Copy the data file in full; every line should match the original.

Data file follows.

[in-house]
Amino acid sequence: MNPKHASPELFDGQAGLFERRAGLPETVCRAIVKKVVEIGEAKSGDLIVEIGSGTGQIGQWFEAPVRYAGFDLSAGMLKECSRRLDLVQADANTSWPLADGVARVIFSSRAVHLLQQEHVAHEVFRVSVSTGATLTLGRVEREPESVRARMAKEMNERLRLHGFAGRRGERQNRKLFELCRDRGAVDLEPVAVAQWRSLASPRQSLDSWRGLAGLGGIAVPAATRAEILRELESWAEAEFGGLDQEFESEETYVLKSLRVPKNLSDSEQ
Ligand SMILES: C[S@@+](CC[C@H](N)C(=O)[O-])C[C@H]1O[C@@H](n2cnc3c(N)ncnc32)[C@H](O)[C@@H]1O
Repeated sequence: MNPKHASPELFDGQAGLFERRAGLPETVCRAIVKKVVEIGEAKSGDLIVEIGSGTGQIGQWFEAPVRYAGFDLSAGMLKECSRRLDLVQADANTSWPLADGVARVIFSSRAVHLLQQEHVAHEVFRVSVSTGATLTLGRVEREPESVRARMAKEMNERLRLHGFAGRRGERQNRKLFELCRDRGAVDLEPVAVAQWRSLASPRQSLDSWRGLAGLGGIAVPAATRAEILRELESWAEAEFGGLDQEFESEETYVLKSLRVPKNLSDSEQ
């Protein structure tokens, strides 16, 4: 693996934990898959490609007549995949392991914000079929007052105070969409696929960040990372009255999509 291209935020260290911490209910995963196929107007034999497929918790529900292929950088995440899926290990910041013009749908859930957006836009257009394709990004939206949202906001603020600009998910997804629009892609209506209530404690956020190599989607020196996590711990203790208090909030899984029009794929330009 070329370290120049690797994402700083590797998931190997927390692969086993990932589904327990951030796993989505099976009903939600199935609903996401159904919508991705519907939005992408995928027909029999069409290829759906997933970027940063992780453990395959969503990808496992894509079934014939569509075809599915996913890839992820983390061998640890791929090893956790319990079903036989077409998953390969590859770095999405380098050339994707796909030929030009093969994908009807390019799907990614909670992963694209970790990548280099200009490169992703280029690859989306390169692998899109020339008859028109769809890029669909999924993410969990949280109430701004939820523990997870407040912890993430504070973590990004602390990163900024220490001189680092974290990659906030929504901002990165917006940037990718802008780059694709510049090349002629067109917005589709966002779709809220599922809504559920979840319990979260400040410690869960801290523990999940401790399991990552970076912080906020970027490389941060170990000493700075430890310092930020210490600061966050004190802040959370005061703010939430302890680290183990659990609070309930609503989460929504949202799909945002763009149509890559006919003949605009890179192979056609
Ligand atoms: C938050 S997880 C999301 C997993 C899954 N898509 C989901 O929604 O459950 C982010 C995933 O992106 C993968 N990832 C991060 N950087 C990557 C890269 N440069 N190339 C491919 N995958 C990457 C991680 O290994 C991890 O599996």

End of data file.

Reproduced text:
[in-house]
Amino acid sequence: MNPKHASPELFDGQAGLFERRAGLPETVCRAIVKKVVEIGEAKSGDLIVEIGSGTGQIGQWFEAPVRYAGFDLSAGMLKECSRRLDLVQADANTSWPLADGVARVIFSSRAVHLLQQEHVAHEVFRVSVSTGATLTLGRVEREPESVRARMAKEMNERLRLHGFAGRRGERQNRKLFELCRDRGAVDLEPVAVAQWRSLASPRQSLDSWRGLAGLGGIAVPAATRAEILRELESWAEAEFGGLDQEFESEETYVLKSLRVPKNLSDSEQ
Ligand SMILES: C[S@@+](CC[C@H](N)C(=O)[O-])C[C@H]1O[C@@H](n2cnc3c(N)ncnc32)[C@H](O)[C@@H]1O
Repeated sequence: MNPKHASPELFDGQAGLFERRAGLPETVCRAIVKKVVEIGEAKSGDLIVEIGSGTGQIGQWFEAPVRYAGFDLSAGMLKECSRRLDLVQADANTSWPLADGVARVIFSSRAVHLLQQEHVAHEVFRVSVSTGATLTLGRVEREPESVRARMAKEMNERLRLHGFAGRRGERQNRKLFELCRDRGAVDLEPVAVAQWRSLASPRQSLDSWRGLAGLGGIAVPAATRAEILRELESWAEAEFGGLDQEFESEETYVLKSLRVPKNLSDSEQ
């Protein structure tokens, strides 16, 4: 693996934990898959490609007549995949392991914000079929007052105070969409696929960040990372009255999509 291209935020260290911490209910995963196929107007034999497929918790529900292929950088995440899926290990910041013009749908859930957006836009257009394709990004939206949202906001603020600009998910997804629009892609209506209530404690956020190599989607020196996590711990203790208090909030899984029009794929330009 070329370290120049690797994402700083590797998931190997927390692969086993990932589904327990951030796993989505099976009903939600199935609903996401159904919508991705519907939005992408995928027909029999069409290829759906997933970027940063992780453990395959969503990808496992894509079934014939569509075809599915996913890839992820983390061998640890791929090893956790319990079903036989077409998953390969590859770095999405380098050339994707796909030929030009093969994908009807390019799907990614909670992963694209970790990548280099200009490169992703280029690859989306390169692998899109020339008859028109769809890029669909999924993410969990949280109430701004939820523990997870407040912890993430504070973590990004602390990163900024220490001189680092974290990659906030929504901002990165917006940037990718802008780059694709510049090349002629067109917005589709966002779709809220599922809504559920979840319990979260400040410690869960801290523990999940401790399991990552970076912080906020970027490389941060170990000493700075430890310092930020210490600061966050004190802040959370005061703010939430302890680290183990659990609070309930609503989460929504949202799909945002763009149509890559006919003949605009890179192979056609
Ligand atoms: C938050 S997880 C999301 C997993 C899954 N898509 C989901 O929604 O459950 C982010 C995933 O992106 C993968 N990832 C991060 N950087 C990557 C890269 N440069 N190339 C491919 N995958 C990457 C991680 O290994 C991890 O599996």